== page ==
10 Tips For Bringing Food To A Friend
Pay attention to their needs
Here are some tips to make things go smoothly when you're bringing a meal to a friend.
Be sure to ask and record all dietary restrictions and preferences. Websites like mealtrain.com can help with this. When bringing food to people with food allergies list ingredients for each item.
Provide heating, serving and refrigeration instructions.
You will often be asked to bring food in disposable containers. While this is convenient, it often results in casserole type dishes being cooked, reheated and delivered in aluminum containers. I would never cook for my family in an aluminum container because of the chemical leaching issues. So, I definitely would not cook a meal for a friend dealing with an illness in such a container. It is not good to store leftovers in aluminum either. My recommendation is to check out your local grocery store or discount home goods store for inexpensive glass baking dishes that you can cook and deliver your dish in. Tell your recipient to keep it and pay it forward with it. Make sure they know this is part of the meal and they do not need to return it. I can find basic large baking dishes for $4 - $5 dollars and I just stock up when they are on sale.
Pack salad dressing on the side in a glass jar.
Make sure you know the best time of day to deliver the meal (again sites like mealtrain.com help with this). When you do deliver, do not overstay your welcome. No matter how good a friend it is, it just may not be a good time! Instead include a nice card or note expressing how you feel.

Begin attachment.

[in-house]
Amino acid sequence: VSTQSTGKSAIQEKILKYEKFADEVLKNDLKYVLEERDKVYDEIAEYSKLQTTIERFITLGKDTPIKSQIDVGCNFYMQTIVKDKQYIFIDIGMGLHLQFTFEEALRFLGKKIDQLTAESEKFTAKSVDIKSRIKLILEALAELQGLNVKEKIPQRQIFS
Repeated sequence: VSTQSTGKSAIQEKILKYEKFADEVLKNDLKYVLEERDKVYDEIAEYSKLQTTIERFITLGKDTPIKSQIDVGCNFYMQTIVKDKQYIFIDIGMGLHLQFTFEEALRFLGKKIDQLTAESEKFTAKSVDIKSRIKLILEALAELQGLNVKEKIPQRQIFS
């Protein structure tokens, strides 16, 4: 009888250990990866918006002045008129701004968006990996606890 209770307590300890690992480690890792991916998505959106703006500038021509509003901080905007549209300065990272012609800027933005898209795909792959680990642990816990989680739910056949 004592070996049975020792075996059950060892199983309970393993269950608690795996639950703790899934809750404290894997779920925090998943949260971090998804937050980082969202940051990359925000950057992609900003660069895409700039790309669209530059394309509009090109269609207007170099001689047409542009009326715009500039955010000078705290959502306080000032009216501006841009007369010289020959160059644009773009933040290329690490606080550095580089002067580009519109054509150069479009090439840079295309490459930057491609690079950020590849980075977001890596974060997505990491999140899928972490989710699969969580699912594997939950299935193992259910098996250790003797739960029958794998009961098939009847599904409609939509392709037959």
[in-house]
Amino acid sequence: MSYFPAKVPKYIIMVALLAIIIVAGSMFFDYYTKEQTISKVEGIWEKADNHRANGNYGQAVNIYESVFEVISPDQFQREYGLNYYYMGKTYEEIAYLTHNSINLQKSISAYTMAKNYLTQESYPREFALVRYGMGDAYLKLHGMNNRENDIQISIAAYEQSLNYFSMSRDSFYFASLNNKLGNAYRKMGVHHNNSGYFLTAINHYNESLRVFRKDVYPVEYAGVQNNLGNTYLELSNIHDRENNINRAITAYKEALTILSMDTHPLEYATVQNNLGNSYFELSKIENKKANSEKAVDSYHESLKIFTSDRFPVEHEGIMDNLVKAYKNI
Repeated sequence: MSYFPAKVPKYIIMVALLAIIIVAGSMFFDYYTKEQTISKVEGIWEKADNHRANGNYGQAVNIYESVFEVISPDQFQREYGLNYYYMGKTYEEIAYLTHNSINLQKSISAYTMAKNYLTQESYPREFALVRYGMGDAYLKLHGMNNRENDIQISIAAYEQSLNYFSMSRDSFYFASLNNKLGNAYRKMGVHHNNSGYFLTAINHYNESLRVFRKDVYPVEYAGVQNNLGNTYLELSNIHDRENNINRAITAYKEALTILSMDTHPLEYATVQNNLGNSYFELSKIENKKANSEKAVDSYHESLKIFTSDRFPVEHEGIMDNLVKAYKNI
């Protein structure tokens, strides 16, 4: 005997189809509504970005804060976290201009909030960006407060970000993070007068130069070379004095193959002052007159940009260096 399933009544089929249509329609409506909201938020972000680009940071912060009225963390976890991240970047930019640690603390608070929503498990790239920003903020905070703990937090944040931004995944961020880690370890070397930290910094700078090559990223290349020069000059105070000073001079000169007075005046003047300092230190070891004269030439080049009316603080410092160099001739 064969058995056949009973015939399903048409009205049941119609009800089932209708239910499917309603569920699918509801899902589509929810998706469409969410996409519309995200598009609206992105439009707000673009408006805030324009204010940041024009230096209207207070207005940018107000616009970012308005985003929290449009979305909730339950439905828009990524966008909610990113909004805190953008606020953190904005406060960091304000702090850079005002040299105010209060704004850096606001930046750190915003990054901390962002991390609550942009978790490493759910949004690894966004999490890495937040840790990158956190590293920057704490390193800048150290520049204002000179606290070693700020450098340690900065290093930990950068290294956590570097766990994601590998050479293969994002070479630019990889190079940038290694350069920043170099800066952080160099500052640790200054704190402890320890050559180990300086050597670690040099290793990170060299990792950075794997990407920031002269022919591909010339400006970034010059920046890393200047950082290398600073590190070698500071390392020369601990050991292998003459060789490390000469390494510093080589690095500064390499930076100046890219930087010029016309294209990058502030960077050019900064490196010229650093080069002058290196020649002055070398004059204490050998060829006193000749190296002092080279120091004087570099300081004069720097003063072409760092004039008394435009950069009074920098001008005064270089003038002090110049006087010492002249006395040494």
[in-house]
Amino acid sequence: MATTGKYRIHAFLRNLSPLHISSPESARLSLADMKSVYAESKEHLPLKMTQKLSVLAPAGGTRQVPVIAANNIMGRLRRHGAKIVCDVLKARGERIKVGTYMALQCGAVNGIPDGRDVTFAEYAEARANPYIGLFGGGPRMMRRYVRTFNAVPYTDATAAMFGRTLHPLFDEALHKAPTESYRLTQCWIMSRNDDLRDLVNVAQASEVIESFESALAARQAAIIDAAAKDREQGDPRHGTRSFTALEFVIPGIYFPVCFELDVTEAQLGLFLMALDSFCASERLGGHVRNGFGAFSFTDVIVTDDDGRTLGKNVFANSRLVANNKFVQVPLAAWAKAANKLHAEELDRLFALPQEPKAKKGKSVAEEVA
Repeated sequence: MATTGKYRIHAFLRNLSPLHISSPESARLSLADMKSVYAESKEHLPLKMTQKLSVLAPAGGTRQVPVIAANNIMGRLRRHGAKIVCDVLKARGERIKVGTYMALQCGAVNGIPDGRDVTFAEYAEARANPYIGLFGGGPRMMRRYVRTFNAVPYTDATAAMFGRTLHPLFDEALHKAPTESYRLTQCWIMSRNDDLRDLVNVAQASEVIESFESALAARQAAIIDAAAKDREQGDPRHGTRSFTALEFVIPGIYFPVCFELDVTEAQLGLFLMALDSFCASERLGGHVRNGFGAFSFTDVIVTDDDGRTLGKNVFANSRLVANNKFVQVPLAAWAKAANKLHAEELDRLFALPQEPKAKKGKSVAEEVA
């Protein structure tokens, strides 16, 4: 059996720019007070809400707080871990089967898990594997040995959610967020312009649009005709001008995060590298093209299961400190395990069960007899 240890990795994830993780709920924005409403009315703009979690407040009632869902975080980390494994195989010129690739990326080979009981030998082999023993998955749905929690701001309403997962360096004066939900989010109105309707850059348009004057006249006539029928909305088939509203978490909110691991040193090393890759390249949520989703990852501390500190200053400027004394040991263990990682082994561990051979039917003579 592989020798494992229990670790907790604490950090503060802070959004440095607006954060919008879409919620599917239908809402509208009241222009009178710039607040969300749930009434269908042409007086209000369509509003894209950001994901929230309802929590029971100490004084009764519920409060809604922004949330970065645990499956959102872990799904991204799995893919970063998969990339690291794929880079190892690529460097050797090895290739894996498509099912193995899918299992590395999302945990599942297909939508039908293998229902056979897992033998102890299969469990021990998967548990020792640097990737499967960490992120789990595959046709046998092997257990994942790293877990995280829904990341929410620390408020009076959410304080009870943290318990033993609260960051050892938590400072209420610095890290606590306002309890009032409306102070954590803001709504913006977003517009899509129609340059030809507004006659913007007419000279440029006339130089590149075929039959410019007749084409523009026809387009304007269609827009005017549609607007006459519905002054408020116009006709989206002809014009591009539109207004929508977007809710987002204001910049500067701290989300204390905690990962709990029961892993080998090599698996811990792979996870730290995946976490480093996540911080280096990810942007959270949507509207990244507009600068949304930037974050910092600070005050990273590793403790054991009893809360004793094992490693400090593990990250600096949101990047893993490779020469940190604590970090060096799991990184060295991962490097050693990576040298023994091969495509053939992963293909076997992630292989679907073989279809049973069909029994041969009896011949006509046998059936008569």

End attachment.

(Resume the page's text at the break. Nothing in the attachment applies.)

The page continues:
When packaging your meal for delivery, consider adding a few thoughtful items for your recipient that might brighten their day. I like to include items such as a couple of magazines, a bundle of flowers, a favorite box of herbal tea or even my DIY Lavender bath salts.
When delivering for a family, consider adding little items for other family members. For example, a small big brother or sister gift when a new baby has arrived or a treat for the family pet. If someone is in the hospital you may want to put together a little care package containing items like Advil, eye drops, tissues, an eye mask or an inspirational book.
When a family is dealing with out-of-town guests or multiple visitors, items that are often overlooked and needed are paper goods. Sometimes we may have to trump our environmental stewardship intentions for ease and convenience during a stressful time. Often a family in crisis does not even realize they are out of these things. Not only plates and napkins, but paper towels, tissues and toilet paper. It may feel strange bringing toilet paper, but it comes in handy and is very much appreciated!
Offer to help with other errands and tasks such as; taking the dog to the groomer, picking up children from school or activities, arranging childcare, driving to appointments, grocery shopping or watering the plants. When you offer try to be specific. For example, “I’m going to Whole Foods this afternoon, what can I pick up for you?”
Regardless of how much or what you do, your friend WILL appreciate you! Make sure they know that they do not need to write a note and you were just happy to help in a small way. Remember, a friend in need is a friend indeed!